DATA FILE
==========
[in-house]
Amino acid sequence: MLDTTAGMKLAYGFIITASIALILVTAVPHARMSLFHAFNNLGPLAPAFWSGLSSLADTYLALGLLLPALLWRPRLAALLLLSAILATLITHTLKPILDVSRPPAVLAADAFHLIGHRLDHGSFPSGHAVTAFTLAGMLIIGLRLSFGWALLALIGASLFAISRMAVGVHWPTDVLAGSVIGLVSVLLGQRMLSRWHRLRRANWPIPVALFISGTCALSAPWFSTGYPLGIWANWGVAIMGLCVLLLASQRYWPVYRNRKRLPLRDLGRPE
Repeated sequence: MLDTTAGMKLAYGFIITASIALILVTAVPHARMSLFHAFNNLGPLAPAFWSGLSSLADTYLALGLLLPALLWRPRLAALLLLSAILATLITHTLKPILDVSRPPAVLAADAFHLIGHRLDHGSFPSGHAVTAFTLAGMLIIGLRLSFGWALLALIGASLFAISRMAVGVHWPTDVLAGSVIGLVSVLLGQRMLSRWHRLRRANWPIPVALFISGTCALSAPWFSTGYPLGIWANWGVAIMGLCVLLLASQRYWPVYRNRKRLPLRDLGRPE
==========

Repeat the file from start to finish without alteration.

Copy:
[in-house]
Amino acid sequence: MLDTTAGMKLAYGFIITASIALILVTAVPHARMSLFHAFNNLGPLAPAFWSGLSSLADTYLALGLLLPALLWRPRLAALLLLSAILATLITHTLKPILDVSRPPAVLAADAFHLIGHRLDHGSFPSGHAVTAFTLAGMLIIGLRLSFGWALLALIGASLFAISRMAVGVHWPTDVLAGSVIGLVSVLLGQRMLSRWHRLRRANWPIPVALFISGTCALSAPWFSTGYPLGIWANWGVAIMGLCVLLLASQRYWPVYRNRKRLPLRDLGRPE
Repeated sequence: MLDTTAGMKLAYGFIITASIALILVTAVPHARMSLFHAFNNLGPLAPAFWSGLSSLADTYLALGLLLPALLWRPRLAALLLLSAILATLITHTLKPILDVSRPPAVLAADAFHLIGHRLDHGSFPSGHAVTAFTLAGMLIIGLRLSFGWALLALIGASLFAISRMAVGVHWPTDVLAGSVIGLVSVLLGQRMLSRWHRLRRANWPIPVALFISGTCALSAPWFSTGYPLGIWANWGVAIMGLCVLLLASQRYWPVYRNRKRLPLRDLGRPE